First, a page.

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Iran's militarized oil blackmail exposes failure of deterrence

Saudi defense minister on stage with weapons remnants from the weekend's attack on its oil facilities
Pieces of cruise missiles and drones recovered from the attack and identified by Saudi Arabia as Iranian. Photo: Fayez Nureldine/AFP/Getty Images

This past weekend's strikes on critical infrastructure at Saudi Arabia's second largest oil field at Khurais and its vital crude oil stabilization center at Abqaiq virtually eliminated the cushion of spare oil field capacity that typically prevents market panics during large supply disruptions.

Why it matters: The attack marks a major escalation of the proxy war between regional rivals Saudi Arabia and Iran that has raged since 2015, though there have been previous acts of sabotage on oil facilities. Its success shakes confidence in Saudi Arabia's status as the global swing producer of spare oil supply, a role that has afforded Riyadh substantial influence.

Between the lines: The U.S. and its allies are now gaping at the failure of traditional paradigms of military deterrence in the age of asymmetric warfare, despite a buildup in U.S. Naval presence in recent months. This weekend's attack proved out Iran's destructive capabilities while testing American resolve to remain militarily active in the Middle East.

  • Iran's rulers are gambling that they can survive any punitive attack on their own military installations and that subsequent attacks by Iran or its proxies on Saudi or other high-value oil targets in the region would hurt the legitimacy of those Arab governments more than its own.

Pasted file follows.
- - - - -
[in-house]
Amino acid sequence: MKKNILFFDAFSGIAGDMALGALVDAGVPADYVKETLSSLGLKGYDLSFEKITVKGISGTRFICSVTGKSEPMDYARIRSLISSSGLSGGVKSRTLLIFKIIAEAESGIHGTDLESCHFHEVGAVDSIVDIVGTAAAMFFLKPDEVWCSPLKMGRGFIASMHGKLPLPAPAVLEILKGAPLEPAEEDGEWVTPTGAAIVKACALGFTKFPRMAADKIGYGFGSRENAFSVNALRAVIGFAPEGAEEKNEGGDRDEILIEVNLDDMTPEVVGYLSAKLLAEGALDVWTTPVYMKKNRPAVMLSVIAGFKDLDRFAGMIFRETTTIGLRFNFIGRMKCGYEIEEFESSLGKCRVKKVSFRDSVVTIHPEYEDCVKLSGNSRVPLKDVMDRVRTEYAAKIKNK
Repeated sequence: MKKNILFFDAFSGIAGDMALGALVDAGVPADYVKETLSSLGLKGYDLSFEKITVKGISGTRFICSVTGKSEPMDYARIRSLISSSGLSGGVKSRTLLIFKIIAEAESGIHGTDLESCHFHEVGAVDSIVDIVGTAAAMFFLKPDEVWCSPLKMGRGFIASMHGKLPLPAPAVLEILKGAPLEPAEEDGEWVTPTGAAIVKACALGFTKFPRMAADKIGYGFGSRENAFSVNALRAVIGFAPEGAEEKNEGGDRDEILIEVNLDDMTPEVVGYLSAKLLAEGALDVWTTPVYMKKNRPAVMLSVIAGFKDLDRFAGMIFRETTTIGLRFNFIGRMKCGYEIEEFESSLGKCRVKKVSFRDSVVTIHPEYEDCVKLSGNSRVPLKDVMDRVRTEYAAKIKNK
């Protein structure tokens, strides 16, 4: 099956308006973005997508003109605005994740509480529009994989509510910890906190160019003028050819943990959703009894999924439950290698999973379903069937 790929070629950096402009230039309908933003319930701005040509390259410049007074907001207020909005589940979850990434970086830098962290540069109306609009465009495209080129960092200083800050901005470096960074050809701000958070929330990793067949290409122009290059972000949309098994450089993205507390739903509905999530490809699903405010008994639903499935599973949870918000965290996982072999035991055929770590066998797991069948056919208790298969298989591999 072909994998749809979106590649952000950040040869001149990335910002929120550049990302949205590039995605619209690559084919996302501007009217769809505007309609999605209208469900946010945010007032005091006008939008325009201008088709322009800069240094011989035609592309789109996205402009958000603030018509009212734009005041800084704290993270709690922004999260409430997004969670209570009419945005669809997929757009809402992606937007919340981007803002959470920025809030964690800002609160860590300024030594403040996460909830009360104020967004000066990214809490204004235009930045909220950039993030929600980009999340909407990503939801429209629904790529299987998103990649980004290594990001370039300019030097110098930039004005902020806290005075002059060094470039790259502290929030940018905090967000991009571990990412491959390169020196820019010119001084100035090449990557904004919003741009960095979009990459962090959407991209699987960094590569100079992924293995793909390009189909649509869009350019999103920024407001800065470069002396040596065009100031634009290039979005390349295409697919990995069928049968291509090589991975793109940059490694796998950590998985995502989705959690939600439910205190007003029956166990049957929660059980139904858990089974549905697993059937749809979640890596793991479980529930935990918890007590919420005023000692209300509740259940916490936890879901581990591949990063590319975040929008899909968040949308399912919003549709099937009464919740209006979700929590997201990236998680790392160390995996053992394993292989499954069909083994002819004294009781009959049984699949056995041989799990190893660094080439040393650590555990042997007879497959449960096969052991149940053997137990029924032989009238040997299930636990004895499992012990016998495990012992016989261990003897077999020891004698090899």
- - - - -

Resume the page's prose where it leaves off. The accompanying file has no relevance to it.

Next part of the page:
• The complexities of the situation create a vast political dilemma for President Trump ahead of the 2020 election. His rhetoric about being tough on Iran is already ringing hollow, and initiating military action would likely meet even less popular support.

What to watch: The U.S. would need to spring into diplomatic hyperdrive to build a coalition at the United Nations and beyond for a unified approach.

  • But since the big economies of Europe and Asia depend far more on Middle East oil than the U.S., whose domestic production has risen substantially, Iran may hope it can undermine multilateral support for the U.S. sanctions campaign.

The bottom line: Submitting to militarized oil blackmail by Iran is in no one's long-term interests, either economically or geopolitically. To remove the current threat, the U.S. would likely need a strong international consensus like the one it was able to forge around the issue of shipping passage through the Strait of Hormuz.

Amy Myers Jaffe is the David M. Rubenstein Senior Fellow for Energy and the Environment at the Council on Foreign Relations and director of its program on energy security and climate change.